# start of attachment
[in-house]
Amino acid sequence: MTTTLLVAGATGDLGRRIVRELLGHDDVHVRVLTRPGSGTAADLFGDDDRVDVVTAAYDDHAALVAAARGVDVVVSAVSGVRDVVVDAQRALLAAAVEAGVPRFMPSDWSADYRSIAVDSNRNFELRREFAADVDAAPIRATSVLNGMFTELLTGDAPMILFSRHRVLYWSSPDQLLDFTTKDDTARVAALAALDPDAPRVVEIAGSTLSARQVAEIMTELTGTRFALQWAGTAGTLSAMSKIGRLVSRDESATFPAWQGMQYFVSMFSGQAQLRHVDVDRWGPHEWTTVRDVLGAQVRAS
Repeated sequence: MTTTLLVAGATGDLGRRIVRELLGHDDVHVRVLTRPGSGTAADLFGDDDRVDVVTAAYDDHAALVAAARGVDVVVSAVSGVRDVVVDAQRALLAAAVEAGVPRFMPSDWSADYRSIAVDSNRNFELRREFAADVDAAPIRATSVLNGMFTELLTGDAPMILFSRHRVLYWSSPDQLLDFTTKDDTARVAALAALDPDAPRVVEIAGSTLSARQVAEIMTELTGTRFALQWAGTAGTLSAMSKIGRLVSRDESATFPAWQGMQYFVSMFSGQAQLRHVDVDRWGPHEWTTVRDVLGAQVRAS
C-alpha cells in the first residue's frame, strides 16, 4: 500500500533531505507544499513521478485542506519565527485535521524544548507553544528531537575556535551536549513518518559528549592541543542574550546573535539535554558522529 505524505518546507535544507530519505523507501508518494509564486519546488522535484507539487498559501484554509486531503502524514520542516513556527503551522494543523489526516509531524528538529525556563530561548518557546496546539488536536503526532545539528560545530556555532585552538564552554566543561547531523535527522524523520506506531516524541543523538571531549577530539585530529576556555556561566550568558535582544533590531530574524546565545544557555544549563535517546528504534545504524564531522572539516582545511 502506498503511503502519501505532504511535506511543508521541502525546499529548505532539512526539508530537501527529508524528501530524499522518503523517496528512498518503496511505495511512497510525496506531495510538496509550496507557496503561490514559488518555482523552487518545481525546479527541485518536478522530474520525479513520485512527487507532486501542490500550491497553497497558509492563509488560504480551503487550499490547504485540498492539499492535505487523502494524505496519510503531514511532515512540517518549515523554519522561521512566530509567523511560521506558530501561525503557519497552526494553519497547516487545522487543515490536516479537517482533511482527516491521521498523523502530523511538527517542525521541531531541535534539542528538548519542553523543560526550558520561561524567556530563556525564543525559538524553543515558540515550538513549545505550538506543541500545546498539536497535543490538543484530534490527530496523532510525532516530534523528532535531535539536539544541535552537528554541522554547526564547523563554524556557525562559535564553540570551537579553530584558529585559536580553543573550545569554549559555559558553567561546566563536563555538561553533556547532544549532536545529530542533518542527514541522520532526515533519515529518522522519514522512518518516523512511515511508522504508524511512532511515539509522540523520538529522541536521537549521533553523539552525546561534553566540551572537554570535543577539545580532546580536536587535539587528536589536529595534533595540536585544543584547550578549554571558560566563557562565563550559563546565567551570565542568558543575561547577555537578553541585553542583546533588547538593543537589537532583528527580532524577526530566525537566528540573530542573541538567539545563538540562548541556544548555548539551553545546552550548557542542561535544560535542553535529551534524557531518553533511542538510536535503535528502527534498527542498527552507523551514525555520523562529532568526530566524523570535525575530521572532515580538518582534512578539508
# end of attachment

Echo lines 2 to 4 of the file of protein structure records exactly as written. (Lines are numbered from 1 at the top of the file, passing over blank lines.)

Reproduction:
Amino acid sequence: MTTTLLVAGATGDLGRRIVRELLGHDDVHVRVLTRPGSGTAADLFGDDDRVDVVTAAYDDHAALVAAARGVDVVVSAVSGVRDVVVDAQRALLAAAVEAGVPRFMPSDWSADYRSIAVDSNRNFELRREFAADVDAAPIRATSVLNGMFTELLTGDAPMILFSRHRVLYWSSPDQLLDFTTKDDTARVAALAALDPDAPRVVEIAGSTLSARQVAEIMTELTGTRFALQWAGTAGTLSAMSKIGRLVSRDESATFPAWQGMQYFVSMFSGQAQLRHVDVDRWGPHEWTTVRDVLGAQVRAS
Repeated sequence: MTTTLLVAGATGDLGRRIVRELLGHDDVHVRVLTRPGSGTAADLFGDDDRVDVVTAAYDDHAALVAAARGVDVVVSAVSGVRDVVVDAQRALLAAAVEAGVPRFMPSDWSADYRSIAVDSNRNFELRREFAADVDAAPIRATSVLNGMFTELLTGDAPMILFSRHRVLYWSSPDQLLDFTTKDDTARVAALAALDPDAPRVVEIAGSTLSARQVAEIMTELTGTRFALQWAGTAGTLSAMSKIGRLVSRDESATFPAWQGMQYFVSMFSGQAQLRHVDVDRWGPHEWTTVRDVLGAQVRAS
C-alpha cells in the first residue's frame, strides 16, 4: 500500500533531505507544499513521478485542506519565527485535521524544548507553544528531537575556535551536549513518518559528549592541543542574550546573535539535554558522529 505524505518546507535544507530519505523507501508518494509564486519546488522535484507539487498559501484554509486531503502524514520542516513556527503551522494543523489526516509531524528538529525556563530561548518557546496546539488536536503526532545539528560545530556555532585552538564552554566543561547531523535527522524523520506506531516524541543523538571531549577530539585530529576556555556561566550568558535582544533590531530574524546565545544557555544549563535517546528504534545504524564531522572539516582545511 502506498503511503502519501505532504511535506511543508521541502525546499529548505532539512526539508530537501527529508524528501530524499522518503523517496528512498518503496511505495511512497510525496506531495510538496509550496507557496503561490514559488518555482523552487518545481525546479527541485518536478522530474520525479513520485512527487507532486501542490500550491497553497497558509492563509488560504480551503487550499490547504485540498492539499492535505487523502494524505496519510503531514511532515512540517518549515523554519522561521512566530509567523511560521506558530501561525503557519497552526494553519497547516487545522487543515490536516479537517482533511482527516491521521498523523502530523511538527517542525521541531531541535534539542528538548519542553523543560526550558520561561524567556530563556525564543525559538524553543515558540515550538513549545505550538506543541500545546498539536497535543490538543484530534490527530496523532510525532516530534523528532535531535539536539544541535552537528554541522554547526564547523563554524556557525562559535564553540570551537579553530584558529585559536580553543573550545569554549559555559558553567561546566563536563555538561553533556547532544549532536545529530542533518542527514541522520532526515533519515529518522522519514522512518518516523512511515511508522504508524511512532511515539509522540523520538529522541536521537549521533553523539552525546561534553566540551572537554570535543577539545580532546580536536587535539587528536589536529595534533595540536585544543584547550578549554571558560566563557562565563550559563546565567551570565542568558543575561547577555537578553541585553542583546533588547538593543537589537532583528527580532524577526530566525537566528540573530542573541538567539545563538540562548541556544548555548539551553545546552550548557542542561535544560535542553535529551534524557531518553533511542538510536535503535528502527534498527542498527552507523551514525555520523562529532568526530566524523570535525575530521572532515580538518582534512578539508